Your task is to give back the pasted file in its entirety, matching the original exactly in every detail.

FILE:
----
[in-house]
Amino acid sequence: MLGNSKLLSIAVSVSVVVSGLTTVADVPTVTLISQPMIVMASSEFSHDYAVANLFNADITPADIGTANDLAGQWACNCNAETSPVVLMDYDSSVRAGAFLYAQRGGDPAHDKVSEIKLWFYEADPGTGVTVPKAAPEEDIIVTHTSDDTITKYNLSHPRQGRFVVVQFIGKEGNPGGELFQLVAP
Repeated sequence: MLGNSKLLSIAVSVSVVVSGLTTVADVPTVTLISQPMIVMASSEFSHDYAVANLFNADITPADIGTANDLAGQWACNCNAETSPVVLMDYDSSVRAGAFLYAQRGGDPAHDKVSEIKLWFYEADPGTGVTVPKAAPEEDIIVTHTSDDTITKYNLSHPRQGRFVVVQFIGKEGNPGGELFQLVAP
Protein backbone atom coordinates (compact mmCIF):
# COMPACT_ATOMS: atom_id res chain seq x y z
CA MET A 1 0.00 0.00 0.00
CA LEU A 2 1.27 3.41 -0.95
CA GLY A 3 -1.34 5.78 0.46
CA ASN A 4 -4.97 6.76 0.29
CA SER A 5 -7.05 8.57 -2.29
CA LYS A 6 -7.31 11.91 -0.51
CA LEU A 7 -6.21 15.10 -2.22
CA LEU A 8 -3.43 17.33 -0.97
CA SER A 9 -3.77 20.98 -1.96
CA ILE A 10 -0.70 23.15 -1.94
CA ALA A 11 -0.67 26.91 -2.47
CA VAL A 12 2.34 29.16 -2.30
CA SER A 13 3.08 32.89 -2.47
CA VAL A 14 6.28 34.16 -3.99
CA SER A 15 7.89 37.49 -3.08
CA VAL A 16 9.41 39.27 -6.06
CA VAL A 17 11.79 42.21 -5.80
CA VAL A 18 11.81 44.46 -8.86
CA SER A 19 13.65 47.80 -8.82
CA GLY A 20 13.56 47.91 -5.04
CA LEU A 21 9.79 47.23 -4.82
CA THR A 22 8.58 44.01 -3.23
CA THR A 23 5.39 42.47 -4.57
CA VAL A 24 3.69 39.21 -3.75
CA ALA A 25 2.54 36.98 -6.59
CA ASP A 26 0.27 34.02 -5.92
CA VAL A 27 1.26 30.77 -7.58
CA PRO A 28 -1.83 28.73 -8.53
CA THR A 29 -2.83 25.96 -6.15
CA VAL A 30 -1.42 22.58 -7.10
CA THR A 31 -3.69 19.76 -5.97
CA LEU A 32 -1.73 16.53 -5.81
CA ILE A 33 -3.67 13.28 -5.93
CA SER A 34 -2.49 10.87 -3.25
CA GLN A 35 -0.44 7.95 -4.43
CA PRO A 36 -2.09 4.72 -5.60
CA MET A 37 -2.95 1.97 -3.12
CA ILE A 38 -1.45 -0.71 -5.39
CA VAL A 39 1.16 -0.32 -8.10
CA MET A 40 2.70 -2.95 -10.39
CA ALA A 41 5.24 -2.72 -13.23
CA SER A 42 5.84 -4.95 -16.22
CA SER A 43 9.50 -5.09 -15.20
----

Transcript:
[in-house]
Amino acid sequence: MLGNSKLLSIAVSVSVVVSGLTTVADVPTVTLISQPMIVMASSEFSHDYAVANLFNADITPADIGTANDLAGQWACNCNAETSPVVLMDYDSSVRAGAFLYAQRGGDPAHDKVSEIKLWFYEADPGTGVTVPKAAPEEDIIVTHTSDDTITKYNLSHPRQGRFVVVQFIGKEGNPGGELFQLVAP
Repeated sequence: MLGNSKLLSIAVSVSVVVSGLTTVADVPTVTLISQPMIVMASSEFSHDYAVANLFNADITPADIGTANDLAGQWACNCNAETSPVVLMDYDSSVRAGAFLYAQRGGDPAHDKVSEIKLWFYEADPGTGVTVPKAAPEEDIIVTHTSDDTITKYNLSHPRQGRFVVVQFIGKEGNPGGELFQLVAP
Protein backbone atom coordinates (compact mmCIF):
# COMPACT_ATOMS: atom_id res chain seq x y z
CA MET A 1 0.00 0.00 0.00
CA LEU A 2 1.27 3.41 -0.95
CA GLY A 3 -1.34 5.78 0.46
CA ASN A 4 -4.97 6.76 0.29
CA SER A 5 -7.05 8.57 -2.29
CA LYS A 6 -7.31 11.91 -0.51
CA LEU A 7 -6.21 15.10 -2.22
CA LEU A 8 -3.43 17.33 -0.97
CA SER A 9 -3.77 20.98 -1.96
CA ILE A 10 -0.70 23.15 -1.94
CA ALA A 11 -0.67 26.91 -2.47
CA VAL A 12 2.34 29.16 -2.30
CA SER A 13 3.08 32.89 -2.47
CA VAL A 14 6.28 34.16 -3.99
CA SER A 15 7.89 37.49 -3.08
CA VAL A 16 9.41 39.27 -6.06
CA VAL A 17 11.79 42.21 -5.80
CA VAL A 18 11.81 44.46 -8.86
CA SER A 19 13.65 47.80 -8.82
CA GLY A 20 13.56 47.91 -5.04
CA LEU A 21 9.79 47.23 -4.82
CA THR A 22 8.58 44.01 -3.23
CA THR A 23 5.39 42.47 -4.57
CA VAL A 24 3.69 39.21 -3.75
CA ALA A 25 2.54 36.98 -6.59
CA ASP A 26 0.27 34.02 -5.92
CA VAL A 27 1.26 30.77 -7.58
CA PRO A 28 -1.83 28.73 -8.53
CA THR A 29 -2.83 25.96 -6.15
CA VAL A 30 -1.42 22.58 -7.10
CA THR A 31 -3.69 19.76 -5.97
CA LEU A 32 -1.73 16.53 -5.81
CA ILE A 33 -3.67 13.28 -5.93
CA SER A 34 -2.49 10.87 -3.25
CA GLN A 35 -0.44 7.95 -4.43
CA PRO A 36 -2.09 4.72 -5.60
CA MET A 37 -2.95 1.97 -3.12
CA ILE A 38 -1.45 -0.71 -5.39
CA VAL A 39 1.16 -0.32 -8.10
CA MET A 40 2.70 -2.95 -10.39
CA ALA A 41 5.24 -2.72 -13.23
CA SER A 42 5.84 -4.95 -16.22
CA SER A 43 9.50 -5.09 -15.20